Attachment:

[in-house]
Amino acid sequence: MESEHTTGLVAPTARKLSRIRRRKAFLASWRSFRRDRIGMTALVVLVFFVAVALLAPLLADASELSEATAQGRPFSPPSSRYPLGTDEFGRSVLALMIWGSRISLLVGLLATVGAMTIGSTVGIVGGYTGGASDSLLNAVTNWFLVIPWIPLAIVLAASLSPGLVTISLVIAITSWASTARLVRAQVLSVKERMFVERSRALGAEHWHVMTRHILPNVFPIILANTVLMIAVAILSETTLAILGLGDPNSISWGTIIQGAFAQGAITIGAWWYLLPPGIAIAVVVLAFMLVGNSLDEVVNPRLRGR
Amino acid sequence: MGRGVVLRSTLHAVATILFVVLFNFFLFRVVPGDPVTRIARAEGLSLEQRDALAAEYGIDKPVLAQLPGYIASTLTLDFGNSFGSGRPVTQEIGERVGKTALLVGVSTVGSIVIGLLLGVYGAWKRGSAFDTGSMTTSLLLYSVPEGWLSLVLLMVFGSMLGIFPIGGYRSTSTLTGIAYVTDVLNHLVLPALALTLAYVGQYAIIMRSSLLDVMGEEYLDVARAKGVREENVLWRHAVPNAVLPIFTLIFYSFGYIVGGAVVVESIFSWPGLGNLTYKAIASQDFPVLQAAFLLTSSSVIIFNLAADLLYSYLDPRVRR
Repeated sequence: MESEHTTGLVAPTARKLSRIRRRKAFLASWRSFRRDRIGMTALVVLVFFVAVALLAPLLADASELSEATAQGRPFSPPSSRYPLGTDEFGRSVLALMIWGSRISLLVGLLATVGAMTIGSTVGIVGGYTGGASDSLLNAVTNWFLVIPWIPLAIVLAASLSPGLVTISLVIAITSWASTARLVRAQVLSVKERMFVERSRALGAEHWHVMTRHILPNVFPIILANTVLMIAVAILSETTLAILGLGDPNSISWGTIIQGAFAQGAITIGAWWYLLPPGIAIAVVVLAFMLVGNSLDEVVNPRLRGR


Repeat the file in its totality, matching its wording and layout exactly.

[in-house]
Amino acid sequence: MESEHTTGLVAPTARKLSRIRRRKAFLASWRSFRRDRIGMTALVVLVFFVAVALLAPLLADASELSEATAQGRPFSPPSSRYPLGTDEFGRSVLALMIWGSRISLLVGLLATVGAMTIGSTVGIVGGYTGGASDSLLNAVTNWFLVIPWIPLAIVLAASLSPGLVTISLVIAITSWASTARLVRAQVLSVKERMFVERSRALGAEHWHVMTRHILPNVFPIILANTVLMIAVAILSETTLAILGLGDPNSISWGTIIQGAFAQGAITIGAWWYLLPPGIAIAVVVLAFMLVGNSLDEVVNPRLRGR
Amino acid sequence: MGRGVVLRSTLHAVATILFVVLFNFFLFRVVPGDPVTRIARAEGLSLEQRDALAAEYGIDKPVLAQLPGYIASTLTLDFGNSFGSGRPVTQEIGERVGKTALLVGVSTVGSIVIGLLLGVYGAWKRGSAFDTGSMTTSLLLYSVPEGWLSLVLLMVFGSMLGIFPIGGYRSTSTLTGIAYVTDVLNHLVLPALALTLAYVGQYAIIMRSSLLDVMGEEYLDVARAKGVREENVLWRHAVPNAVLPIFTLIFYSFGYIVGGAVVVESIFSWPGLGNLTYKAIASQDFPVLQAAFLLTSSSVIIFNLAADLLYSYLDPRVRR
Repeated sequence: MESEHTTGLVAPTARKLSRIRRRKAFLASWRSFRRDRIGMTALVVLVFFVAVALLAPLLADASELSEATAQGRPFSPPSSRYPLGTDEFGRSVLALMIWGSRISLLVGLLATVGAMTIGSTVGIVGGYTGGASDSLLNAVTNWFLVIPWIPLAIVLAASLSPGLVTISLVIAITSWASTARLVRAQVLSVKERMFVERSRALGAEHWHVMTRHILPNVFPIILANTVLMIAVAILSETTLAILGLGDPNSISWGTIIQGAFAQGAITIGAWWYLLPPGIAIAVVVLAFMLVGNSLDEVVNPRLRGR